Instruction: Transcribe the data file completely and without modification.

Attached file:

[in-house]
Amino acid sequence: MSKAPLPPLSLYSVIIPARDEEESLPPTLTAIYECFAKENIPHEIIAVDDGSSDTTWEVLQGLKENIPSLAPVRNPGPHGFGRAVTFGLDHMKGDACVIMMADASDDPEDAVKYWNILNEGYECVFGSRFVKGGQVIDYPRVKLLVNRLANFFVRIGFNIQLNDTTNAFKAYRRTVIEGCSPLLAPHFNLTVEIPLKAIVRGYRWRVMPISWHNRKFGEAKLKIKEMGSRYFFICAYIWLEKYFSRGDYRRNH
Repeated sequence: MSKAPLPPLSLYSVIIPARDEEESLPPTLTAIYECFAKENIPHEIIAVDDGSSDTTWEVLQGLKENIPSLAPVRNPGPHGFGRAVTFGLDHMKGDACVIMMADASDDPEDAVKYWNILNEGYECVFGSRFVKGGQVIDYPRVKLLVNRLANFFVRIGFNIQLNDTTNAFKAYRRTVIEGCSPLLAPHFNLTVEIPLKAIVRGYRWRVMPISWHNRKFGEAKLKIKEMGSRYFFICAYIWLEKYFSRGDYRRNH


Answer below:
[in-house]
Amino acid sequence: MSKAPLPPLSLYSVIIPARDEEESLPPTLTAIYECFAKENIPHEIIAVDDGSSDTTWEVLQGLKENIPSLAPVRNPGPHGFGRAVTFGLDHMKGDACVIMMADASDDPEDAVKYWNILNEGYECVFGSRFVKGGQVIDYPRVKLLVNRLANFFVRIGFNIQLNDTTNAFKAYRRTVIEGCSPLLAPHFNLTVEIPLKAIVRGYRWRVMPISWHNRKFGEAKLKIKEMGSRYFFICAYIWLEKYFSRGDYRRNH
Repeated sequence: MSKAPLPPLSLYSVIIPARDEEESLPPTLTAIYECFAKENIPHEIIAVDDGSSDTTWEVLQGLKENIPSLAPVRNPGPHGFGRAVTFGLDHMKGDACVIMMADASDDPEDAVKYWNILNEGYECVFGSRFVKGGQVIDYPRVKLLVNRLANFFVRIGFNIQLNDTTNAFKAYRRTVIEGCSPLLAPHFNLTVEIPLKAIVRGYRWRVMPISWHNRKFGEAKLKIKEMGSRYFFICAYIWLEKYFSRGDYRRNH